Florence Project and Kino Border Initiative Condemn the Expansion of Title 42 to Venezuelan Asylum Seekers

Florence Project and Kino Border Initiative Condemn the Expansion of Title 42 to Venezuelan Asylum Seekers

The Florence Project and the Kino Border Initiative are dismayed by the Biden administration’s plans to expand the Title 42 border closure to people from more countries, including Venezuelans who do not have ties to the United States. The administration’s plan would provide some Venezuelans a pathway to protection in the United States, while the vast majority would be turned away under the Title 42 border closure.

While we are encouraged that the administration is providing some people with a path to safety, this plan ultimately adds further confusion, chaos, and discriminatory practices to an already complex border. The announced program for Venezuelans is another example of the Biden Administration adopting practices that privilege certain nationalities over others by offering people from a select country an option to seek safety that is not accessible to other nationalities. This plan also creates a specialized path to relief for the rich that simply won’t be accessible to those with more limited financial means. People fleeing persecution should not be afforded different processes or different access to protection based on nationality, family ties, wealth, or other arbitrary factors. Ultimately, by simultaneously adding Venezuelans to the list of those who can be expelled back to Mexico, this plan will likely harm more people than it helps by displacing those Venezuelans who are ineligible at the U.S.-Mexico border indefinitely.

“It is immoral, inhumane, and illegal to use Title 42 to manage migration,” said Laura St. John, the Florence Project’s Legal Director. “Life-saving asylum protections should never be limited to only people with relatives in the U.S, based on nationality, or socioeconomic status. We urgently call on the Biden administration to restore processing for all people seeking safety at the border.”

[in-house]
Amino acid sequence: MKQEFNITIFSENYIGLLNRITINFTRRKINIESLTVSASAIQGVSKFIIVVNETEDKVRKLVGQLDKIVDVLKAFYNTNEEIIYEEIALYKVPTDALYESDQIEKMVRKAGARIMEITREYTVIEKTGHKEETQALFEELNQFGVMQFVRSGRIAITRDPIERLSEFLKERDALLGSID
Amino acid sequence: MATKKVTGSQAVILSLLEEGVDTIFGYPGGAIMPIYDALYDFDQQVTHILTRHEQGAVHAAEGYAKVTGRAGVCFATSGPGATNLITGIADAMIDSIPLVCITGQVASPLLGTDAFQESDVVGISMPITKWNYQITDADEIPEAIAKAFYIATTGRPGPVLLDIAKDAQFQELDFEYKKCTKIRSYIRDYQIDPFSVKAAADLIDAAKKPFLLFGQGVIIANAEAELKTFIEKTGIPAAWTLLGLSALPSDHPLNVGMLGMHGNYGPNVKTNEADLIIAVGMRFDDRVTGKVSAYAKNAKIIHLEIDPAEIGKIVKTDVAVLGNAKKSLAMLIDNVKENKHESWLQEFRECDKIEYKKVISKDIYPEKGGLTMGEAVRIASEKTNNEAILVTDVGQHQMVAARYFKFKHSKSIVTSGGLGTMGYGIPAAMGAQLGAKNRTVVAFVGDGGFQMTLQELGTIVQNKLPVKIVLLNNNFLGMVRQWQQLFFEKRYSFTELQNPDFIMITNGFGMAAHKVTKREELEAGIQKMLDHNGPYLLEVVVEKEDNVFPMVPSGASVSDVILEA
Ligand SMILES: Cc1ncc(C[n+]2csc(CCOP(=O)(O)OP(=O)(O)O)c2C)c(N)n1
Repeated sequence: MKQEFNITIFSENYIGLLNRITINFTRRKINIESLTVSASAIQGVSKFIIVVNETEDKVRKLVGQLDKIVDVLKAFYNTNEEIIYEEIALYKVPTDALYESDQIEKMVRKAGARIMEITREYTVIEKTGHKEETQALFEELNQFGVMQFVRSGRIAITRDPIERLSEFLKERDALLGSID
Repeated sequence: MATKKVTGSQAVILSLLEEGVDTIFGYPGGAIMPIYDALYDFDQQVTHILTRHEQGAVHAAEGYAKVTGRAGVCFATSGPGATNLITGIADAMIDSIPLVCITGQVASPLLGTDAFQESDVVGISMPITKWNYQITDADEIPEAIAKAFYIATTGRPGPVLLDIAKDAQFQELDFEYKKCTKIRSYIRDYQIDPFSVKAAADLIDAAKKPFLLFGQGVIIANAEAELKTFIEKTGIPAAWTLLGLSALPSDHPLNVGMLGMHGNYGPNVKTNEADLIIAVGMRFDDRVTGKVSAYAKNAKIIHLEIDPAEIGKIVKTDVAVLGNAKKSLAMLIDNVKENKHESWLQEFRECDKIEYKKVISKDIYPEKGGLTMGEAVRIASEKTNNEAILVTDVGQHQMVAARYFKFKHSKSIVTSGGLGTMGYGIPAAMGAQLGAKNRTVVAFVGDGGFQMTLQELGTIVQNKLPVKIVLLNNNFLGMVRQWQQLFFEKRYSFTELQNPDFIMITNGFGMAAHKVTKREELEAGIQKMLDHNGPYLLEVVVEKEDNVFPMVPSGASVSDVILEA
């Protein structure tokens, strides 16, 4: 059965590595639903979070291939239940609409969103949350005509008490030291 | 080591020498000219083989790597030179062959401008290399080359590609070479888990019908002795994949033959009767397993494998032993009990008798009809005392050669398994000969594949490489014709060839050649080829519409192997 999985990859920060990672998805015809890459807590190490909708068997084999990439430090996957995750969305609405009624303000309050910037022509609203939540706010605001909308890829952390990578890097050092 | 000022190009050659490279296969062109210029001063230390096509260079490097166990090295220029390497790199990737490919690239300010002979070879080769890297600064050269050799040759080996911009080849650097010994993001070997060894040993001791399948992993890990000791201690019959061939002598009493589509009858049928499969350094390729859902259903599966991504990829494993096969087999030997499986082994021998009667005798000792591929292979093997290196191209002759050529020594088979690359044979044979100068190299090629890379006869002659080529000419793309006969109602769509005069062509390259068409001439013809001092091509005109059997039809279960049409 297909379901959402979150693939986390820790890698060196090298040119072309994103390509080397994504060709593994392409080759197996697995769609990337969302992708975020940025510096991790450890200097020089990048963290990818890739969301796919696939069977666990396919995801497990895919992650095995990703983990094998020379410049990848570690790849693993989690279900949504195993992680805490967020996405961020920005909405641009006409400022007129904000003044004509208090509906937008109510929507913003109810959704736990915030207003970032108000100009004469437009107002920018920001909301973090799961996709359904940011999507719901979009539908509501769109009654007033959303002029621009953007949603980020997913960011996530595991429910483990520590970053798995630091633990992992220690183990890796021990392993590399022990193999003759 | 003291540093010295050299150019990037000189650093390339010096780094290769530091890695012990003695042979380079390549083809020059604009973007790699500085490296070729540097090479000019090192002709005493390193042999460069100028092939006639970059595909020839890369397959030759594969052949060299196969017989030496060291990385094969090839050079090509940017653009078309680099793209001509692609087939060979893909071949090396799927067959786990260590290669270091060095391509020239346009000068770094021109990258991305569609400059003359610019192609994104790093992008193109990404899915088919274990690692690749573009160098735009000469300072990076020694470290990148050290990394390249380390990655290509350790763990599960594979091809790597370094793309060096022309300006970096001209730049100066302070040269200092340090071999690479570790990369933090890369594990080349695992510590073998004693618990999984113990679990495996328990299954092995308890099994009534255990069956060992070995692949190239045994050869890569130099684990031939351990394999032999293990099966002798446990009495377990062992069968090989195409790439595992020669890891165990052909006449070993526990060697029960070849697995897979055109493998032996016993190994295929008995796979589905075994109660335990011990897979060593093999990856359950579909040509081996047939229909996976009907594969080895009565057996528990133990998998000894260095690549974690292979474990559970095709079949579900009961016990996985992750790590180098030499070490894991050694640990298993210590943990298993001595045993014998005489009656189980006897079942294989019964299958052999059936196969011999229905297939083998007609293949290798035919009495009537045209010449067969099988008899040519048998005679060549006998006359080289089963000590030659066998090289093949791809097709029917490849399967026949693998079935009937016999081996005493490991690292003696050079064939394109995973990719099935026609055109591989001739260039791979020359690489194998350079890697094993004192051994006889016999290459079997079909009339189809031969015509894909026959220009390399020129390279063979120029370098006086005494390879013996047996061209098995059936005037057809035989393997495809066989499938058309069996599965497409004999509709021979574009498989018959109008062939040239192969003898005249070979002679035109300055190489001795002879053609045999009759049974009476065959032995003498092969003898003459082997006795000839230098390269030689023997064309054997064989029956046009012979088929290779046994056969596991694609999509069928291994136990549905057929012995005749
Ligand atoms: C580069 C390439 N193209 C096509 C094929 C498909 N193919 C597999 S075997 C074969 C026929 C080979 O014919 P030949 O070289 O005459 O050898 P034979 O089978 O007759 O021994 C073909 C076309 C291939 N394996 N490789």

“Once again, the governments of the United States and México have decided to forget that people seeking asylum – people who are searching to safeguard their lives and those of their families from violence and persecution – are human beings and, therefore, subjects of rights, not objects that can be used to intimidate others saying ‘if you come, this is what will happen to you,’” said Pedro De Velasco, Director of Education and Advocacy for the Kino Border Initiative. “Expanding Title 42 expulsions to Mexico will harm many more people, who will be pushed to cross the border in search of safety along more dangerous routes. Rather than continuing to erode the asylum system that the president promised to restore, the administration should ensure all people can apply for protection in a fair, humane, and orderly process.”

Multiple reports over the past several years have shown just how dangerous the border closure is for people who are displaced as a result. Organized crime and cartels have thrived under Title 42, and frequently target displaced asylum seekers at the U.S./Mexico border. Our organizations have heard from numerous Venezuelans and Nicaraguans this summer who have reported being robbed or harmed by Mexican authorities, being victims of cartels and organized crime and facing discrimination in Mexico. These reports echo what we’ve heard from people from Mexico and the Northern Triangle countries who have been impacted by this policy for over two years.

It is long past time for this administration to restore asylum processing at all ports of entry and throughout the border for everyone seeking safety, rather than reacting to each crisis and giving some people preferential treatment based on nationality, ties to the U.S., or other arbitrary factors.

The Florence Project and Kino Border Initiative stand in solidarity with all people seeking safety in the United States. We will continue to advocate that all people seeking protection have the chance to do so, regardless of existing ties to the U.S., how they enter the U.S., or their country of origin.